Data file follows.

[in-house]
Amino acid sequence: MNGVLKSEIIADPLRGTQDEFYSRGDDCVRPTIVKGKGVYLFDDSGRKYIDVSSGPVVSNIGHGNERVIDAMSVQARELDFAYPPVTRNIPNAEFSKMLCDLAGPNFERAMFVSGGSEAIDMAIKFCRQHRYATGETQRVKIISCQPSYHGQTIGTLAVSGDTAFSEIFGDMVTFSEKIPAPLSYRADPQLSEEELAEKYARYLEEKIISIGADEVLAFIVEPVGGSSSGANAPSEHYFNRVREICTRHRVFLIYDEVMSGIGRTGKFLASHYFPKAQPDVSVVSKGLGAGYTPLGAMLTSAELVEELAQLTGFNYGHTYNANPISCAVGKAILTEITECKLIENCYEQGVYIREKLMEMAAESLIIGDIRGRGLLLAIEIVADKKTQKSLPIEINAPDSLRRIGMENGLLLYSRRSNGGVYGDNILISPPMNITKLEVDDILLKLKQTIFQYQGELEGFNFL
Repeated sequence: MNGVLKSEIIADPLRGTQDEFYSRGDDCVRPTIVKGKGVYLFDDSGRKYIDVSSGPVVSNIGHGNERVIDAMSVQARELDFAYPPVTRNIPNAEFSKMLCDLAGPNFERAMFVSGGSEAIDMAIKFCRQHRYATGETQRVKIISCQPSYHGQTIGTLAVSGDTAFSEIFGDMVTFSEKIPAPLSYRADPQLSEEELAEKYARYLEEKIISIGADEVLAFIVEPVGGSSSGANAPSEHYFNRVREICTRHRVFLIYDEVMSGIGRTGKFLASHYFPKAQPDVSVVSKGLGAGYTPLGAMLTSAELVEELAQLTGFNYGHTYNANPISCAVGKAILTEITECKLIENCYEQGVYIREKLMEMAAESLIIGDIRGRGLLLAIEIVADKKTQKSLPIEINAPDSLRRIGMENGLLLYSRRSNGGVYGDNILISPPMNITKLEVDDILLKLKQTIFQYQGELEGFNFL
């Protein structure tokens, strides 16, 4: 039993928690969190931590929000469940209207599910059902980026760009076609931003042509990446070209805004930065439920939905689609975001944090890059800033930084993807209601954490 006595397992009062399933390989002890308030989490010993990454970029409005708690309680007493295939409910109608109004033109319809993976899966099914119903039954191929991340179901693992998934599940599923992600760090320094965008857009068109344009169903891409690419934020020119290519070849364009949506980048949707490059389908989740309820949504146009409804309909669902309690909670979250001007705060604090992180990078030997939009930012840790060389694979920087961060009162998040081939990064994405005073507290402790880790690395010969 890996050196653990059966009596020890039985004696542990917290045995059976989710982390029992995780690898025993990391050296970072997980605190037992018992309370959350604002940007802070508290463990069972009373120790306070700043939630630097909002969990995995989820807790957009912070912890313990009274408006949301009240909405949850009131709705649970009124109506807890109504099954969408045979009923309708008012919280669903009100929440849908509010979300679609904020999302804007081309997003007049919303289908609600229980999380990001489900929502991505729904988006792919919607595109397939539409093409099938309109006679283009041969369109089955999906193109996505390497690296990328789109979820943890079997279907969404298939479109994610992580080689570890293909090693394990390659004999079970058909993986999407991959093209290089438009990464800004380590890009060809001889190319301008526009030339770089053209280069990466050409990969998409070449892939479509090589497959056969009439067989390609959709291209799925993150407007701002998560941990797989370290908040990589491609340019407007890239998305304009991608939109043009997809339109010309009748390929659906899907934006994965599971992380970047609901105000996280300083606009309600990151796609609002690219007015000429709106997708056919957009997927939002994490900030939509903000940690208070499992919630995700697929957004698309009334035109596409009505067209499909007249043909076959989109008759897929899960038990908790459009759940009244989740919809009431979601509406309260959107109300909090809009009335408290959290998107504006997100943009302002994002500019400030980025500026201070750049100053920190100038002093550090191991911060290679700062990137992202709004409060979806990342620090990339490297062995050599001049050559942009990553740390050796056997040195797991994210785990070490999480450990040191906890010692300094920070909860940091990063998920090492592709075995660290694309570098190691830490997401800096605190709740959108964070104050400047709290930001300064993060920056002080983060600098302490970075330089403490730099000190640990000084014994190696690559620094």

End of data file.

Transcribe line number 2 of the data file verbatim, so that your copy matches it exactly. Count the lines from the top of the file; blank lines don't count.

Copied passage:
Amino acid sequence: MNGVLKSEIIADPLRGTQDEFYSRGDDCVRPTIVKGKGVYLFDDSGRKYIDVSSGPVVSNIGHGNERVIDAMSVQARELDFAYPPVTRNIPNAEFSKMLCDLAGPNFERAMFVSGGSEAIDMAIKFCRQHRYATGETQRVKIISCQPSYHGQTIGTLAVSGDTAFSEIFGDMVTFSEKIPAPLSYRADPQLSEEELAEKYARYLEEKIISIGADEVLAFIVEPVGGSSSGANAPSEHYFNRVREICTRHRVFLIYDEVMSGIGRTGKFLASHYFPKAQPDVSVVSKGLGAGYTPLGAMLTSAELVEELAQLTGFNYGHTYNANPISCAVGKAILTEITECKLIENCYEQGVYIREKLMEMAAESLIIGDIRGRGLLLAIEIVADKKTQKSLPIEINAPDSLRRIGMENGLLLYSRRSNGGVYGDNILISPPMNITKLEVDDILLKLKQTIFQYQGELEGFNFL